As has been pointed out, there’s going to be debate around how useful media’s being at any given time.

    Comment by izogi — December 10, 2014 @ 3:08 pm

  59. >Canceling your subscription is pretty much the only power we have.

    Well, personally, I’m exercising the power of never purchasing one in the first place.

    Comment by Ben Wilson — December 10, 2014 @ 10:46 pm

  60. Will Goff’s first SST column be fond reminiscing of how well he and Clark got along with Bush.

    Back when our foreign policy was independent – and so presumably a free choice on their part.

    As opposed to the non-independent line Key has taken with Obama and all that banning torture stuff.

    Comment by NeilM — December 11, 2014 @ 10:21 pm

  61. “Well, personally, I’m exercising the power of never purchasing one in the first place.”

    Same here, but sometimes I read their stuff for free when it gets pushed through Stuff’s various RSS feeds.

    If I were the SST, I’d not be too concerned about someone like Giovanni TIso trying to organise a boycott of subscriptions. I’d be more concerned about him trying to organise a boycott of advertisers again (as was touched on above), as he did with Radio Live over the Roastbusters stuff, because people who never gave money to the SST can still threaten to pull income from many of their advertisers.

    I’m surprised he hasn’t tried. Or have I missed it?

    Comment by izogi — December 11, 2014 @ 10:53 pm

  62. I’ve said it before, but it’s a lot easier to organise boycotts against radio & TV hosts than print columnists, because broadcast adverts directly sponsor a host when on the air. Print adverts don’t directly sponsor columnists unless it’s an official advertorial, or the publication is overtly partisan like the Guardian or Daily Mail in England.

    Comment by Kumara Republic — December 11, 2014 @ 11:10 pm

  63. It appears that Phil Goff is to provide ‘balance’ but some feel he is selling out to the right …. so it’s evidently time to sharpen them pitchforks … yet again.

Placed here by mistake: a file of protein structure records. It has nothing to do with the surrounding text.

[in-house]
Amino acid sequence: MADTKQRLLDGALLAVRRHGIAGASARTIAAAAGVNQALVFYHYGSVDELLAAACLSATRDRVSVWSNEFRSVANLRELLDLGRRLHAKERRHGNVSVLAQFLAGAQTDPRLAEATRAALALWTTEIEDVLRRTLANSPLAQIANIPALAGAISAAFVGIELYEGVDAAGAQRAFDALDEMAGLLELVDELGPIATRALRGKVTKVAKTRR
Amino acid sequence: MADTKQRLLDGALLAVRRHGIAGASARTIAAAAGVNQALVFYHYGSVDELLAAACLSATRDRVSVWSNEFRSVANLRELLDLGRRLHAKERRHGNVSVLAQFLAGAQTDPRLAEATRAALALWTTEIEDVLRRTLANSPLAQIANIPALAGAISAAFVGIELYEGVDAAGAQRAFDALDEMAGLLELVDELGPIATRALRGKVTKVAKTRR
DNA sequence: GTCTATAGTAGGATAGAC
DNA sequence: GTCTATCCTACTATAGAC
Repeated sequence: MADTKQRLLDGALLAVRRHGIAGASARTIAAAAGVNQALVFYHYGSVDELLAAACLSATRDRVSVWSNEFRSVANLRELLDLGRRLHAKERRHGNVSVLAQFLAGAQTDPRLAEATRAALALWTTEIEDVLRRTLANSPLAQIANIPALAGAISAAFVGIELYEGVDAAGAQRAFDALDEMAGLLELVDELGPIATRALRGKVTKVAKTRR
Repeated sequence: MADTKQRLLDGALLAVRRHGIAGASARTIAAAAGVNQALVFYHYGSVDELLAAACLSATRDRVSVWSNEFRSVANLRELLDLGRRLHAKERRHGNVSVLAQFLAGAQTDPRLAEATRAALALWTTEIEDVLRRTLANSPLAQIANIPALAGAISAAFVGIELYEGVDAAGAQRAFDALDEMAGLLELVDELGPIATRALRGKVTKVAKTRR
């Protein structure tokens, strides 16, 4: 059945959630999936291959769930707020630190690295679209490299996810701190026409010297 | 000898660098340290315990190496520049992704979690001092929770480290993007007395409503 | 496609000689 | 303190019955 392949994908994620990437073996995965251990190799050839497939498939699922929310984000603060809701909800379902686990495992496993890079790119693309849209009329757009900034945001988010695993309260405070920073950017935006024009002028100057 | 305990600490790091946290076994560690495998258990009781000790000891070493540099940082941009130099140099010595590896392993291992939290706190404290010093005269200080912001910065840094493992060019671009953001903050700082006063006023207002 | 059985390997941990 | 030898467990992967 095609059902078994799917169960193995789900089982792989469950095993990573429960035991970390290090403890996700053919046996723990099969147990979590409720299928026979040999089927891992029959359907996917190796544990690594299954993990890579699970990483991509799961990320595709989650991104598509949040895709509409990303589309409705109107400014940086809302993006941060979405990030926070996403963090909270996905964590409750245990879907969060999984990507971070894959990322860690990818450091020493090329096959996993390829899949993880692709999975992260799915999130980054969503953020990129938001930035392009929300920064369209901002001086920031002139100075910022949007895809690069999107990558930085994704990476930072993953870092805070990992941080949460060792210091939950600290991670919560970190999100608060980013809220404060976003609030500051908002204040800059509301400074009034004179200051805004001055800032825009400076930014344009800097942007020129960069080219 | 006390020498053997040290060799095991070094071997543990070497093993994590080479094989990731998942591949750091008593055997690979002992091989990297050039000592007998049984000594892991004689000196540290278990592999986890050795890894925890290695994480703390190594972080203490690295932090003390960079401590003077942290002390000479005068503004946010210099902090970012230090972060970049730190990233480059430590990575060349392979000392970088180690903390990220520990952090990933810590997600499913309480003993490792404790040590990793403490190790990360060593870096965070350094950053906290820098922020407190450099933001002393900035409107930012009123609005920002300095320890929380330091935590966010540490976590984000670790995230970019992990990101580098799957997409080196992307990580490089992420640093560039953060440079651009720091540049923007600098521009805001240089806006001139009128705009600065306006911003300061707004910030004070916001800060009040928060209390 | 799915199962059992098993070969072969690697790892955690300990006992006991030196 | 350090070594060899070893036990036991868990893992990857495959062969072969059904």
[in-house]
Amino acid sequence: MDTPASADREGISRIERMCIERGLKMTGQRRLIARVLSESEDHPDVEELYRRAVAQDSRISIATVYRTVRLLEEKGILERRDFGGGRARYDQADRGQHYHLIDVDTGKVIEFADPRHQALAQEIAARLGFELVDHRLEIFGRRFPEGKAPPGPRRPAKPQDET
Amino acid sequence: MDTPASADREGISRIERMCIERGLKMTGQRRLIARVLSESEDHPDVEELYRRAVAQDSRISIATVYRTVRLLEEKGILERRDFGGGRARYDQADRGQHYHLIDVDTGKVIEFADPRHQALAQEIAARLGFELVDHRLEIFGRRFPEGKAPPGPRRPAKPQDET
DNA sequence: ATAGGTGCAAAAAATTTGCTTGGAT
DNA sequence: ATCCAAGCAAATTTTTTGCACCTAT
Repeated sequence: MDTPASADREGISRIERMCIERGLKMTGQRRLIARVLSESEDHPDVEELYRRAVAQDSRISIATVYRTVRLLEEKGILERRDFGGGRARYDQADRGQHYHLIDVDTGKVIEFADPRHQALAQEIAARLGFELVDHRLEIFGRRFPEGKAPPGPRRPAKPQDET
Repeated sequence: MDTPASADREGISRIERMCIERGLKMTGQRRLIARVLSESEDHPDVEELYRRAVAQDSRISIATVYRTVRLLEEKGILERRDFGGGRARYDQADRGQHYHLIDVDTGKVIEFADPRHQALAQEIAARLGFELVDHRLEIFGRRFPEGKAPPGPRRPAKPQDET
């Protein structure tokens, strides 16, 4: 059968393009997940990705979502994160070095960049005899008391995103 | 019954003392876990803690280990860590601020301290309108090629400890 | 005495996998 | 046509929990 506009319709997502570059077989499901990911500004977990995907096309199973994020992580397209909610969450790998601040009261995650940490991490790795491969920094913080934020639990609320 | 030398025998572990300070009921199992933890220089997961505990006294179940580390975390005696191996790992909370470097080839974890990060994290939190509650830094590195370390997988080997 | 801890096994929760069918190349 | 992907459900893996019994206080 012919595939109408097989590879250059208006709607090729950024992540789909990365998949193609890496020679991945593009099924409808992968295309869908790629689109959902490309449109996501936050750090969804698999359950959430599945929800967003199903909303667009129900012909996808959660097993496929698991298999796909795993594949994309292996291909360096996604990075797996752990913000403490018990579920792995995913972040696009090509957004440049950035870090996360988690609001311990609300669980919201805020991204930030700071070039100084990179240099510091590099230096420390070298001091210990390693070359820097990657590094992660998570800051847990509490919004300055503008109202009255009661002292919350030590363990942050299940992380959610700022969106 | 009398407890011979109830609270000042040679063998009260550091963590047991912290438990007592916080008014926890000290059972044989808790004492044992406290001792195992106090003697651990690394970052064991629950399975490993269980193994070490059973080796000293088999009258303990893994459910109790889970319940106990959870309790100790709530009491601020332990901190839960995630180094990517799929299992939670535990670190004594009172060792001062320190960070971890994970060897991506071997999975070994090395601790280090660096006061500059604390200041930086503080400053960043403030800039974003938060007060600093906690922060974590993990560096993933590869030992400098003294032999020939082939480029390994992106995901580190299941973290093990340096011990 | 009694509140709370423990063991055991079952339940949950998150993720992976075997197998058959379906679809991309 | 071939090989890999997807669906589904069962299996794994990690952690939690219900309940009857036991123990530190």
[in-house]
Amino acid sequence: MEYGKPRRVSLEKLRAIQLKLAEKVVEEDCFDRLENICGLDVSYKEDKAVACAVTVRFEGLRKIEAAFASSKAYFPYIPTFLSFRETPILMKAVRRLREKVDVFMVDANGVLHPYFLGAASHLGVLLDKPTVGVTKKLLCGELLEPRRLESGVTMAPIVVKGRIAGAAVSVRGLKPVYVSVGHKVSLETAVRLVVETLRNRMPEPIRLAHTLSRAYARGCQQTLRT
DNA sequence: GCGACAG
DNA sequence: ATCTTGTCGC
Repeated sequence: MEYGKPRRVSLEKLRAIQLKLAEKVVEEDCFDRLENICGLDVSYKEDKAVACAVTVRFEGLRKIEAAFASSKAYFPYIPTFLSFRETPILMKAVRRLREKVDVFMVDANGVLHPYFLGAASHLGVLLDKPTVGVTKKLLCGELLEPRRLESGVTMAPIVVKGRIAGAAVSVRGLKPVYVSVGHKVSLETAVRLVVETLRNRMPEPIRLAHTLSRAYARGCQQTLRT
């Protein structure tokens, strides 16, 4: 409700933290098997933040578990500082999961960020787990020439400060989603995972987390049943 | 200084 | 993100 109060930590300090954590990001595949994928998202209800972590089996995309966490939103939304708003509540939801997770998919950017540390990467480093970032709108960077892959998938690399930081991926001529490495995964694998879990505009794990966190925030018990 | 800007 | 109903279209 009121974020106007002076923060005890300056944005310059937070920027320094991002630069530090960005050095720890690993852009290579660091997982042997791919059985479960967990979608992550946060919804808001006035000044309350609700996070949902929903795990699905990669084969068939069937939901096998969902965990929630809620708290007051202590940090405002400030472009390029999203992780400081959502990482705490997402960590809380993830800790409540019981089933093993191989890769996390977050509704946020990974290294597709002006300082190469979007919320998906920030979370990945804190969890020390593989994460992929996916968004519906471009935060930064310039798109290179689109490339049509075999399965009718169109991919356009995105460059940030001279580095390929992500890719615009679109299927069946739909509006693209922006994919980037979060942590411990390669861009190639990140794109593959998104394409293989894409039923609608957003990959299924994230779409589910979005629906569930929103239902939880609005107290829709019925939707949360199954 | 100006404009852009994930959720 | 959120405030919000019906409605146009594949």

To the village!

    Comment by leeharmanclark — December 12, 2014 @ 6:25 pm

  64. Yes Lee, easy caricature, people speak out, so that = pitchforks, tee hee.

    I suppose that’s easier than asking (and answering) the simple question: is Goff to the left, as Collins is to the right? No.

    Comment by sammy 3.0 — December 12, 2014 @ 6:41 pm

  65. I agree sammmy 3.0 that was unecessary and provocative. I don’t know what I was thinking.

    Sorry team.

    Comment by leeharmanclark — December 13, 2014 @ 8:32 am

  66. “…Modern media organisations do a very smooth transition between the two poles. If there’s ever any talk of government oversite they scream that they are a sacred institution that speaks truth to power and must be protected, but if they’re called on to actually do any of that stuff they are instantly cold-hearted commercial entities that are accountable only to their shareholders…”

    This sums up the dishonesty of our modern media. One thing that Dirty Politics revealed was how much of the scandal was also about the questionable behaviour of journalists, but the they’ve studiously avoided to look into their own backyards. Essentially, the modern corporate media now operates as a like minded cartel that considers itself not so much above the law as invulnerable to consequence, since their cartel control the flow of information that might cause public outrage. But the exercise of power without responsibility is the prerogative of the whore — not of the critic, and the media has to decide if it wants to be a whore – in which case it loses it’s privileges – or be a critic. Perhaps a way to do that would be (for example) to say journalistic protections like the not having to reveal a source only extends to journalists working for 100% NZ owned, not for profit media organisations. If we are serious about the role of the media as the fourth estate in a democracy then we can’t keep treating the way it is owned and operated as no more important than a fast-food franchise.